Generally associated with the flapper style of the 1920s, art deco appeared as a reaction to the excitement of modern developments after World War I and flourished through the '30s and '40s. The art deco period was led by fashion; it was concerned less with functionality and more with creating a modern look that made the most of emerging industrial processes. Rich colors, zigzags and sharply angled and cubistic forms were commonly presented in high-gloss metals, black lacquer, exotic woods, leather and mirrors. Artistic and glamorous, art deco still influences contemporary geometric designs.
This painted door epitomizes art deco styling. It imitates the use of exotic woods and inlays common during the period; the rich colors and sharp angles were also popular then.
Zebra wood -- as seen in this angular kitchen -- was one of the rich new woods used during the art deco period, along with Macassar ebony.
Many of the materials and techniques used in this era led to high production costs, so art deco design was used more in public places, such as hotels, restaurants and even the famous luxury ocean liners of the day.
Stepped designs were also very popular, particularly in furniture; they mimicked the architecture of skyscrapers. This modern bathroom uses art deco inspiration by way of high gloss, the skyscraper design and the use of black. Beautiful!
Black and chrome were thought to reflect new technology, so the color combination was used often in art deco. This powder room displays all the glamour of the period.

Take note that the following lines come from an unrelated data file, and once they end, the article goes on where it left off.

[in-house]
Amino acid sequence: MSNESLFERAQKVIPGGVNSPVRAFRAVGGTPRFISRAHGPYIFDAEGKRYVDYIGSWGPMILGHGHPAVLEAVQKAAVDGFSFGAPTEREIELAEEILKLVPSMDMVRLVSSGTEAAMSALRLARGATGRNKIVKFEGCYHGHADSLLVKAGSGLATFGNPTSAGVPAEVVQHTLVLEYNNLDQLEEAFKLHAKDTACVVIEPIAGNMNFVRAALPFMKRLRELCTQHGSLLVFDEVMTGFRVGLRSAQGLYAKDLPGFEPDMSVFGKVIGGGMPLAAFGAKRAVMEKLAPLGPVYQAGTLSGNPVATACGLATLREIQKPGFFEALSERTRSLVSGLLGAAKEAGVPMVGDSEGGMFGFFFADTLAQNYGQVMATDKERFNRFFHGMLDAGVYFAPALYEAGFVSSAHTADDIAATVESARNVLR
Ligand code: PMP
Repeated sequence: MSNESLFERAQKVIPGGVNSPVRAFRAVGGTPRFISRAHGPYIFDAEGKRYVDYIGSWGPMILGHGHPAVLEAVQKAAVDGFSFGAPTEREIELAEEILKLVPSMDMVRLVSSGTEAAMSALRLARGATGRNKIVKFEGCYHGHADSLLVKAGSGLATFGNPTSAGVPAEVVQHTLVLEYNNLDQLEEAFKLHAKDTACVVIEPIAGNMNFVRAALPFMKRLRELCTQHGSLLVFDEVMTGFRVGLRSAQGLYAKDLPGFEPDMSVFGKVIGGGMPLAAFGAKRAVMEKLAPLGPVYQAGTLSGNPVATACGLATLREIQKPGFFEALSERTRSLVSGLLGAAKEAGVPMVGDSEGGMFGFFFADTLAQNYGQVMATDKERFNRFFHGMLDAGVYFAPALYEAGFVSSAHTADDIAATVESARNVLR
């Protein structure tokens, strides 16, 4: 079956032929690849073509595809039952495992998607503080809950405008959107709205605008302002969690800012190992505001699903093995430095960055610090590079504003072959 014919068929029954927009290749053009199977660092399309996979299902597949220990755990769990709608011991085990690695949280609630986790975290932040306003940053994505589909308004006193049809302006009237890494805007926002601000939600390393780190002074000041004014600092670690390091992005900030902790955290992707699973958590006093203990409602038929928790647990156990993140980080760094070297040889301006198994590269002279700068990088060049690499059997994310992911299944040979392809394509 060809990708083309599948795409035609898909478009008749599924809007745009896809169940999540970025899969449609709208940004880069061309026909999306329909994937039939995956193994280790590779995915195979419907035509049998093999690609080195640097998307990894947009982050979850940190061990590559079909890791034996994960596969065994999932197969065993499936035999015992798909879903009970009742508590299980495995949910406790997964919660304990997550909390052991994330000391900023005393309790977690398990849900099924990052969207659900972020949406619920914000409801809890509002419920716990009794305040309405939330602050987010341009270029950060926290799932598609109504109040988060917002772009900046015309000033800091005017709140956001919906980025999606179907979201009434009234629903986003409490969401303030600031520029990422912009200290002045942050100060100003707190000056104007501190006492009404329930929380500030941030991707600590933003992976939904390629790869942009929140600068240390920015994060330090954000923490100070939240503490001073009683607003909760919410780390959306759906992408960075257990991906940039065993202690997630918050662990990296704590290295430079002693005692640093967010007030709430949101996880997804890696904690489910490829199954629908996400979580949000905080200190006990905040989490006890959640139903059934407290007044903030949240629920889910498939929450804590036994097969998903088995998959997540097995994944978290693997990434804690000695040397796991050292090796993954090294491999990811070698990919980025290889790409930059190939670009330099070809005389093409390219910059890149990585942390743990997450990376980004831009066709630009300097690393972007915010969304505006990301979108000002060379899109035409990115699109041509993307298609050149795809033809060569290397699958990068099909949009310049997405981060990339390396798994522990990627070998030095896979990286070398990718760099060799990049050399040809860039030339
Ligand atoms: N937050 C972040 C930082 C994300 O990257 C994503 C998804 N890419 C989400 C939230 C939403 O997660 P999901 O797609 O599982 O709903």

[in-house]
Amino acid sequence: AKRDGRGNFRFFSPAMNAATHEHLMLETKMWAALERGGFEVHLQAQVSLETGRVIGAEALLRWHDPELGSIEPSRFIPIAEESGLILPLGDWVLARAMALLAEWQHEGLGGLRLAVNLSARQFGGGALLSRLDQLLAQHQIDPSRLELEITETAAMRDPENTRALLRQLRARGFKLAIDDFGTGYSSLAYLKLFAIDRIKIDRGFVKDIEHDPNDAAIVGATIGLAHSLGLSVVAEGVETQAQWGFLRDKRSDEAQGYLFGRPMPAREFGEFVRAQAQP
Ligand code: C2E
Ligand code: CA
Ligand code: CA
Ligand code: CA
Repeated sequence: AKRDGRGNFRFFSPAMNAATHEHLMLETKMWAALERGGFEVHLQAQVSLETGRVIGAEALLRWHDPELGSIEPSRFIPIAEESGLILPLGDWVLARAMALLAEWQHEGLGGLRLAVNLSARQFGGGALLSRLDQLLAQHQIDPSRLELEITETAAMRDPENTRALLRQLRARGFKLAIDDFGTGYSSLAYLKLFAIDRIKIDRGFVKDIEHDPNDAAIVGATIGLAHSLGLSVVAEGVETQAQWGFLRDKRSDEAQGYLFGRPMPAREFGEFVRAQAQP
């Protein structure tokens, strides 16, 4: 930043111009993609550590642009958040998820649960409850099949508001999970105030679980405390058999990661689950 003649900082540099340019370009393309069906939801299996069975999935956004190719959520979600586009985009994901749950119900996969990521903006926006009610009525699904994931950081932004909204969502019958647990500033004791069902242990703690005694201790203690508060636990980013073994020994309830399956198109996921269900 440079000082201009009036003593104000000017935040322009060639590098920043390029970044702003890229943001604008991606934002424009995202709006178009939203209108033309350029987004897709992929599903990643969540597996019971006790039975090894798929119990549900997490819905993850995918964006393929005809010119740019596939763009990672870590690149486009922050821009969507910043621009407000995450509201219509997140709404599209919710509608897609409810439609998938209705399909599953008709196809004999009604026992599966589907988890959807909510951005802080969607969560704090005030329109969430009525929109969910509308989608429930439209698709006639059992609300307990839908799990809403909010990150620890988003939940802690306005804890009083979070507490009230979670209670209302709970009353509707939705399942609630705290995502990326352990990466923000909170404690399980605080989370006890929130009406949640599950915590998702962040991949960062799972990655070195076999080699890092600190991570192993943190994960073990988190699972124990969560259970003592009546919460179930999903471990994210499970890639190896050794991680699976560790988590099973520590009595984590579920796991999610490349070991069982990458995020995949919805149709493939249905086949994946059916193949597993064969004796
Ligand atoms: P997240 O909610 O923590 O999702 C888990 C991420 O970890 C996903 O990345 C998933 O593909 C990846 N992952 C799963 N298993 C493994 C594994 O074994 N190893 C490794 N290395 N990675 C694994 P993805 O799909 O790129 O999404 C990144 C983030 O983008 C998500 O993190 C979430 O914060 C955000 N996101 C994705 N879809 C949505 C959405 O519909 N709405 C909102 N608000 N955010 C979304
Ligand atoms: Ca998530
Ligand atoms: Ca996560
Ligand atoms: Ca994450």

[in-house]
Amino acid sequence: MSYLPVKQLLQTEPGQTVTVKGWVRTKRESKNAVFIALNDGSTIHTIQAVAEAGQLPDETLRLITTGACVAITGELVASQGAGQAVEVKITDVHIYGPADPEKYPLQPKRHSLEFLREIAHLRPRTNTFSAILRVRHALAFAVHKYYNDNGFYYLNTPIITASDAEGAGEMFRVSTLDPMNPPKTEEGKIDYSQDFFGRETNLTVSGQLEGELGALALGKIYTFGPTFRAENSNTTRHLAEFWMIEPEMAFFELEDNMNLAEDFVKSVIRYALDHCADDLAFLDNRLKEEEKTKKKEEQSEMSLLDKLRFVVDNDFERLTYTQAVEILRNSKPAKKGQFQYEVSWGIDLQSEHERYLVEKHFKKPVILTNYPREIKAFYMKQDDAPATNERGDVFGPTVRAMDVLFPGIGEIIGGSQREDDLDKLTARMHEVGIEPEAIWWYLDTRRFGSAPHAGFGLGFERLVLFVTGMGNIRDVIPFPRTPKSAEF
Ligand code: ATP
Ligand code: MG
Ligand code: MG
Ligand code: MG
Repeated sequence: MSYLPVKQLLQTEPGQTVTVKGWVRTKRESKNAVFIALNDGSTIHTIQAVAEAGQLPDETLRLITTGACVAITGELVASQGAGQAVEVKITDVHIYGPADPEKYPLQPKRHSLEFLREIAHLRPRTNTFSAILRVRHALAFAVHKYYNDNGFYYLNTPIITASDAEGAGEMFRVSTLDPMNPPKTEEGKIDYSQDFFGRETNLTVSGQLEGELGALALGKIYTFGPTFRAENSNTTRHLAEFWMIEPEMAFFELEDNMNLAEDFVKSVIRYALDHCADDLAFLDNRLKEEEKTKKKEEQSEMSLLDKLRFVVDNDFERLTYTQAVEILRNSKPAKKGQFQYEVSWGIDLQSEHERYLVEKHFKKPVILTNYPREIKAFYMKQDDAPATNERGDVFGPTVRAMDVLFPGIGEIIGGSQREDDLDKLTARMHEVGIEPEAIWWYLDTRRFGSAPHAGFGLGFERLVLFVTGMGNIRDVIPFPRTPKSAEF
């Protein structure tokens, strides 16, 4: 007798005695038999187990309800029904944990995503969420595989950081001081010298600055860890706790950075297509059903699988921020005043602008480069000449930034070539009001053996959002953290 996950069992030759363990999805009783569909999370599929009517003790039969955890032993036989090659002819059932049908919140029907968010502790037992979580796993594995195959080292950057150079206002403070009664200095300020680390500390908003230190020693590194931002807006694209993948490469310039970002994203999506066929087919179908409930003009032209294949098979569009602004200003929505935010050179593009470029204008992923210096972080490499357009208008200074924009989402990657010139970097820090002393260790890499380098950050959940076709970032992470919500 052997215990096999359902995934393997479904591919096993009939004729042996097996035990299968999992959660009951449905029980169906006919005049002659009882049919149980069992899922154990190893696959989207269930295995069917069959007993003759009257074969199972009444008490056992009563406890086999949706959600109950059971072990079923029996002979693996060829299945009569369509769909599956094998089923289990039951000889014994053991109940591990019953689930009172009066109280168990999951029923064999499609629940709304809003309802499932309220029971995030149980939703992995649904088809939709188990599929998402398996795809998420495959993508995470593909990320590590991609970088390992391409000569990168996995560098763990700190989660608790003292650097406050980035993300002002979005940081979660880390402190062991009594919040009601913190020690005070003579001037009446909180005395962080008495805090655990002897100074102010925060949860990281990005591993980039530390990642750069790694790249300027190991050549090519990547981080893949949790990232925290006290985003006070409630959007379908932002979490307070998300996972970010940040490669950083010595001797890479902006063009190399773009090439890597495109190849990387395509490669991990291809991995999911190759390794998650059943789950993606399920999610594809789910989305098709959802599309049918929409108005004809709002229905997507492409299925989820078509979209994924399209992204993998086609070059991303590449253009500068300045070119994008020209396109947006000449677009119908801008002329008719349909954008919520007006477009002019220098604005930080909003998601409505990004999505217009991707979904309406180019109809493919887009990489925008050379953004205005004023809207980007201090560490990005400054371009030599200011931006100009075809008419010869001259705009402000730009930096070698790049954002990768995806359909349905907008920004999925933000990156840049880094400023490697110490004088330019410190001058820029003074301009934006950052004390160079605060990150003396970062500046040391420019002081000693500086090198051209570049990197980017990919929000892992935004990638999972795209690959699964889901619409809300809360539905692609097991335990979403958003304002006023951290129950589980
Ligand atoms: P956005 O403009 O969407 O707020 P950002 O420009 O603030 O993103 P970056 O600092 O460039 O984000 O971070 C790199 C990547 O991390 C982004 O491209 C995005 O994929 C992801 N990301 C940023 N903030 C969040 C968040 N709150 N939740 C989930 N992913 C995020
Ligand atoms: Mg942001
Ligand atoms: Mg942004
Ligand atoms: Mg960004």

Art deco embraced its age of rapid industrialization. Strong zigzags emulated electricity and the sporadic nature of modern jazz. The zigzag and geometric designs of this era have been beautifully replicated in the borders shown here.
Geometric design has definitely enjoyed a revival. The rich colors and design of the flooring here would not have been out of place in the art deco age.
More geometric flooring in this eclectic room, in which high-gloss dark walls and leather chairs together with what looks like a tortoiseshell or veneer cabinet on the right. All very art deco.
A very modern take on art deco principles: clean, sharp angles, high-gloss metal and glass, and leather chairs.
And finally, a little tortoiseshell accessory that I adore. It gives the perfect glamorous art deco finishing touch.
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Houzz is the leading online platform for home remodeling and design, providing people with everything they need to improve their homes from start to finish -- online or from a mobile device. From decorating a room to building a custom home, Houzz connects millions of homeowners, home design enthusiasts and home improvement professionals around the world. Julie Pockett is a contributor to Houzz.